The impact of culture and cultural difference on the mediation process
Thesis DisciplinePolitical Science
Degree GrantorUniversity of Canterbury
Degree NameMaster of Arts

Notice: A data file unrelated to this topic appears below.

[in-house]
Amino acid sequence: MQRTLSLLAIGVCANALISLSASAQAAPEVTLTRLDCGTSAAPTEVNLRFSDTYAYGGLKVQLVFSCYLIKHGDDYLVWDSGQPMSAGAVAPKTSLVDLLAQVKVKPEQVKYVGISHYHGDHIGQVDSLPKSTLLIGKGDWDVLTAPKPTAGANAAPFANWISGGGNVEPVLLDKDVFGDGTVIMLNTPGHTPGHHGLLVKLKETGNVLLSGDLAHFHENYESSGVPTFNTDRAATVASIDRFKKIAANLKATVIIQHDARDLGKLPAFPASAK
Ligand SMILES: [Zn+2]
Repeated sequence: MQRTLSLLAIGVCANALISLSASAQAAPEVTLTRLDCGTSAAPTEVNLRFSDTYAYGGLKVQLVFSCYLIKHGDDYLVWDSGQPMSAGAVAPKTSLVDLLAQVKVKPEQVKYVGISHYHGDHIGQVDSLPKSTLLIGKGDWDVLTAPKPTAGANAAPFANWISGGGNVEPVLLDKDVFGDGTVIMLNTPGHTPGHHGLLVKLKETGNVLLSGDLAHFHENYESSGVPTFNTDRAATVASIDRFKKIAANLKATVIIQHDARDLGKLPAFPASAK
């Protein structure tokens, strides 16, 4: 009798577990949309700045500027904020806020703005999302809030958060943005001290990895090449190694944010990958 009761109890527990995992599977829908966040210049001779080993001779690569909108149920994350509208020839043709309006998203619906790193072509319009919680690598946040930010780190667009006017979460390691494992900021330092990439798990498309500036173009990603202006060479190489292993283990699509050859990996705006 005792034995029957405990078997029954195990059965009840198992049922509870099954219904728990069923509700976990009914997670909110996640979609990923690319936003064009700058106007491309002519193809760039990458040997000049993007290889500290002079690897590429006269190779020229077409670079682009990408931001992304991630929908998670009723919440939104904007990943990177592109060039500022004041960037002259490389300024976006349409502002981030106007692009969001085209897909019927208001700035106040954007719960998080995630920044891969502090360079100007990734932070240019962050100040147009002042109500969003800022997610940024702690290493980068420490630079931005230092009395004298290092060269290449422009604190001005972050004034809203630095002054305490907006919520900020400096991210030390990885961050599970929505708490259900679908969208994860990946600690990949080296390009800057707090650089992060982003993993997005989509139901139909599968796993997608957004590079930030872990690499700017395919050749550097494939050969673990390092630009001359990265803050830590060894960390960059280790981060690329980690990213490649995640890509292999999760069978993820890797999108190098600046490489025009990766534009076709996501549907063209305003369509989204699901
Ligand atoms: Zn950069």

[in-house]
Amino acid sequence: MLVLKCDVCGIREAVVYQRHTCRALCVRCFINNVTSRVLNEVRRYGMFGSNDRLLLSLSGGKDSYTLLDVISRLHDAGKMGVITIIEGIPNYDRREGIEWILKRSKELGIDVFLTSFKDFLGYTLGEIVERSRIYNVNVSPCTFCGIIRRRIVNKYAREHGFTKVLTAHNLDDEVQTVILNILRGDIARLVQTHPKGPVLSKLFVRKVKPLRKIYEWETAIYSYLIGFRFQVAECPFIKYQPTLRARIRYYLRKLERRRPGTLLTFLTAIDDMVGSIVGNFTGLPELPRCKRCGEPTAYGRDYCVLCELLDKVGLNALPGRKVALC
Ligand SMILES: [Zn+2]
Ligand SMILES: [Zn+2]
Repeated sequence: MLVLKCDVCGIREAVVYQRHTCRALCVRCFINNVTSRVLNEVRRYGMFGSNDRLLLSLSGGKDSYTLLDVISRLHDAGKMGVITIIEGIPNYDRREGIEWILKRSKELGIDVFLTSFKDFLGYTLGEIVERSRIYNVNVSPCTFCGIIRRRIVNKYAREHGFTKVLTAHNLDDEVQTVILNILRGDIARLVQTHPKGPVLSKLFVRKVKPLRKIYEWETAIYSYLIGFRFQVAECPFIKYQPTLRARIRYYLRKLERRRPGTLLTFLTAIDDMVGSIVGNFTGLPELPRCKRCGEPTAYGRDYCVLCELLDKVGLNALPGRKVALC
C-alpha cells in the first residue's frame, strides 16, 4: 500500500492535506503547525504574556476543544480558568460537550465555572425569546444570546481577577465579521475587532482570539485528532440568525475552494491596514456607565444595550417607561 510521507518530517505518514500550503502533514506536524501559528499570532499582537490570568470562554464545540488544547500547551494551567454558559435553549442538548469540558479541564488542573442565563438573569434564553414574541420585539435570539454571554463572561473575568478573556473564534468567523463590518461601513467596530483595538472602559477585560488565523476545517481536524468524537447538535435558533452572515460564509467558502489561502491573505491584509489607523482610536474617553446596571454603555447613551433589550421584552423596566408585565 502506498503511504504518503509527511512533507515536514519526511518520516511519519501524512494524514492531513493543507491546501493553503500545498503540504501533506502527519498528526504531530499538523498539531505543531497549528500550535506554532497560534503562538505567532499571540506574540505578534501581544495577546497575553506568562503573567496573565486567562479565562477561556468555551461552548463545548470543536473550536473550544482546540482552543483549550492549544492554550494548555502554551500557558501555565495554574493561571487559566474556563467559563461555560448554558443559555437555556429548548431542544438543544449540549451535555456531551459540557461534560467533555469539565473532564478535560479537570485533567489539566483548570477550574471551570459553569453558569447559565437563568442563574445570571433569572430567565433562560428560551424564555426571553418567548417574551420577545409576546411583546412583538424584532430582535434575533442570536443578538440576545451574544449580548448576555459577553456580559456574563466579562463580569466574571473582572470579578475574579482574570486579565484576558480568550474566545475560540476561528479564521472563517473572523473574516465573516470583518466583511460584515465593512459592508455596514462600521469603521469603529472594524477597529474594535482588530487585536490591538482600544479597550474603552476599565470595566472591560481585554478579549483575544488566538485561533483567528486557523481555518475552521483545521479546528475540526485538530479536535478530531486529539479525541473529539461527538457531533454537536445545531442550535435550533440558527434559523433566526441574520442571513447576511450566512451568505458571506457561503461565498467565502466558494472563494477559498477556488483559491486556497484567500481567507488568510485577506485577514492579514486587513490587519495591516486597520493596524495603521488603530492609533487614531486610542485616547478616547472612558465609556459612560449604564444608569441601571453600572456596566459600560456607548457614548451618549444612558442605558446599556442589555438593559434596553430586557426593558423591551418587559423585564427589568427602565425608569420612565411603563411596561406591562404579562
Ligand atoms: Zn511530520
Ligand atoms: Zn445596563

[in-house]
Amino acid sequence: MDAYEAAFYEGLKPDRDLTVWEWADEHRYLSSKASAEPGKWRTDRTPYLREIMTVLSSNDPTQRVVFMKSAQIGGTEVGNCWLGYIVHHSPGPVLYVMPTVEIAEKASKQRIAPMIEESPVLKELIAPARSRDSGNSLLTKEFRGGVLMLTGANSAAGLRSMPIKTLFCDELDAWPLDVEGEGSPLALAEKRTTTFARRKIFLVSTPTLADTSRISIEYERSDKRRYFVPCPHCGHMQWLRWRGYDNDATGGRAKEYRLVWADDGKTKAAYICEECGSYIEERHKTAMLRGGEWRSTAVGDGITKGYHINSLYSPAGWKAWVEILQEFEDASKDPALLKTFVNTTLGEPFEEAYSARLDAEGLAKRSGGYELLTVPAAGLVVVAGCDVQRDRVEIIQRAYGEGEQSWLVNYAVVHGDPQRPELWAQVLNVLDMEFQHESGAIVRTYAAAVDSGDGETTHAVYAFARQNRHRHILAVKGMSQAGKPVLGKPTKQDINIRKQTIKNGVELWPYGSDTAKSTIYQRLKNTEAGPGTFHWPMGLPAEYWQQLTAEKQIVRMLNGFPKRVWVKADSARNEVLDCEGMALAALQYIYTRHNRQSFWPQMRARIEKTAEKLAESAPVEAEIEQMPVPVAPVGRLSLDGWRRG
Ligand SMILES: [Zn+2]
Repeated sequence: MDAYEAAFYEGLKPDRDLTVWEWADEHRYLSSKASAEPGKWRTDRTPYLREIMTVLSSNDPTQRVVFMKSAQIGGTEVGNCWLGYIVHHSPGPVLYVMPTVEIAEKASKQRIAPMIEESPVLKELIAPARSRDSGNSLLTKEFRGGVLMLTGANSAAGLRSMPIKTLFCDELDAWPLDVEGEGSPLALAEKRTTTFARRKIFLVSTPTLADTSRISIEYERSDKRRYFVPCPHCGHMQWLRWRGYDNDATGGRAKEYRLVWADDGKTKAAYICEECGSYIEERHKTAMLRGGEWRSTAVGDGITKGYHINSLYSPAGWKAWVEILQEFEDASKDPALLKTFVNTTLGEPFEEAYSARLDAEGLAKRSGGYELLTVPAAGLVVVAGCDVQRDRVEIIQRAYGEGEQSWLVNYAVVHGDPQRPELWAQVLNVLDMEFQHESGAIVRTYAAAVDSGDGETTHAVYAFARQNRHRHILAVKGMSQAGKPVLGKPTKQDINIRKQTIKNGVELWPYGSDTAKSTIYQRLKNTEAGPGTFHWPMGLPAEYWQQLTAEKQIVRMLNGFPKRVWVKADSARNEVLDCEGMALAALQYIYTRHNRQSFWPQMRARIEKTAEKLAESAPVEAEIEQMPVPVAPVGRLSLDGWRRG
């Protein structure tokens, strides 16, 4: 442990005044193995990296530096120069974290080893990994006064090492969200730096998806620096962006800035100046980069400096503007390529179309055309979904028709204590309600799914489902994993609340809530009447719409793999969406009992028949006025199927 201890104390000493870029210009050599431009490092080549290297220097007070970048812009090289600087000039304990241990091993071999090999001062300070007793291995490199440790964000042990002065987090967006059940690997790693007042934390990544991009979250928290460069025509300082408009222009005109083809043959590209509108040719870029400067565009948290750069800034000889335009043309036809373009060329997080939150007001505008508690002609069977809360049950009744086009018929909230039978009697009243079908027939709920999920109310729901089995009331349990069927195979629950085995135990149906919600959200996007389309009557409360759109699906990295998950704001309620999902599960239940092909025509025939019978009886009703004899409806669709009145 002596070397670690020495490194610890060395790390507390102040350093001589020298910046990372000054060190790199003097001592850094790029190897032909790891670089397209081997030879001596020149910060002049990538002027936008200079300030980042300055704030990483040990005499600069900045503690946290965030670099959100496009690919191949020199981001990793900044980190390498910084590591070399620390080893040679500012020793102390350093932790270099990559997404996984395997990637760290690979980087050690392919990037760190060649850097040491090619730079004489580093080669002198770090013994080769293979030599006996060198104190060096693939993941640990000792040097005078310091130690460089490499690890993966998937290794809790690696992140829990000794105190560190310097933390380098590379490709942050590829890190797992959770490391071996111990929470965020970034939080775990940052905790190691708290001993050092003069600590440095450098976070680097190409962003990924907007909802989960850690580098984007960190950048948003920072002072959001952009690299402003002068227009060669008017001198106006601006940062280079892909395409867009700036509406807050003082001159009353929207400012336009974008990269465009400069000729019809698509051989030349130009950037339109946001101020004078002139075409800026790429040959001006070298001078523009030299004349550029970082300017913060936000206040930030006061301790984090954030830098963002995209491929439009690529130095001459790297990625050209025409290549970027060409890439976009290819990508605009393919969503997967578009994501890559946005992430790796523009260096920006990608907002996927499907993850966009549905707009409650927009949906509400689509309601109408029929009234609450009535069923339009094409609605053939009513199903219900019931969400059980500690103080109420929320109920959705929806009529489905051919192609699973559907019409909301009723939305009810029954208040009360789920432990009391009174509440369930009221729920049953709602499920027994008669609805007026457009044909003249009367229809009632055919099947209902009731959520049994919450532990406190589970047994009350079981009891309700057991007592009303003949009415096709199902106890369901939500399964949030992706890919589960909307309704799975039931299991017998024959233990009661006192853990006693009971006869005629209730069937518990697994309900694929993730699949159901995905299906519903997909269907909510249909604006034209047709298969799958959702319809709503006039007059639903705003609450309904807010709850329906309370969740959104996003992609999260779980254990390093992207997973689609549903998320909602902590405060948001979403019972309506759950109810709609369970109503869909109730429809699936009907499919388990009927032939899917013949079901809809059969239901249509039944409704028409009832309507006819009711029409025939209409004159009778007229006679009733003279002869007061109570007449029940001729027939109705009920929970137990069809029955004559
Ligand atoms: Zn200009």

This thesis presents a conceptualisation of the impact of culture and cultural difference on the mediation process. The argument is structured according to Jacob Bercovitch's (1984, 1992, 1996) 'Contingency Model' of mediation which views mediation outcomes as contingent on the interaction between the dispute context (nature of the parties, issues, and mediator) and the mediation process. The conception of culture presented here is sourced from a wide variety of disciplines with special emphasis placed on ideas put forth by Kevin Avruch (1998) and Raymond Cohen (1990, 1993, 1996). Building on these conceptions, this thesis presents a more sophisticated and nuanced conceptualisation of culture as a phenomenon. This conception is then applied to each of the variables in Bercovitch's 'Contingency Model' to create a thorough and systematic understanding of the impact culture and cultural difference has on the mediation process. This approach is then tested for validity by its application to a case study: the Iranian - United States hostage crisis, 1979-1981 arid the successful Algerian mediation that occurred from November 1980 until the eventual release of the hostages on January 20th 1981. The conclusions drawn support the arguments advanced in the first part of the thesis, This thesis concludes by noting how it is a conceptualisation of the impact of culture and cultural difference on the mediation process, rather than a recipe for mediating between different cultures. Mediators are considered to require a comprehensive understanding of the actual cultures involved in the dispute; this thesis seeks to explain how those cultures may influence the context, process and outcome of mediation.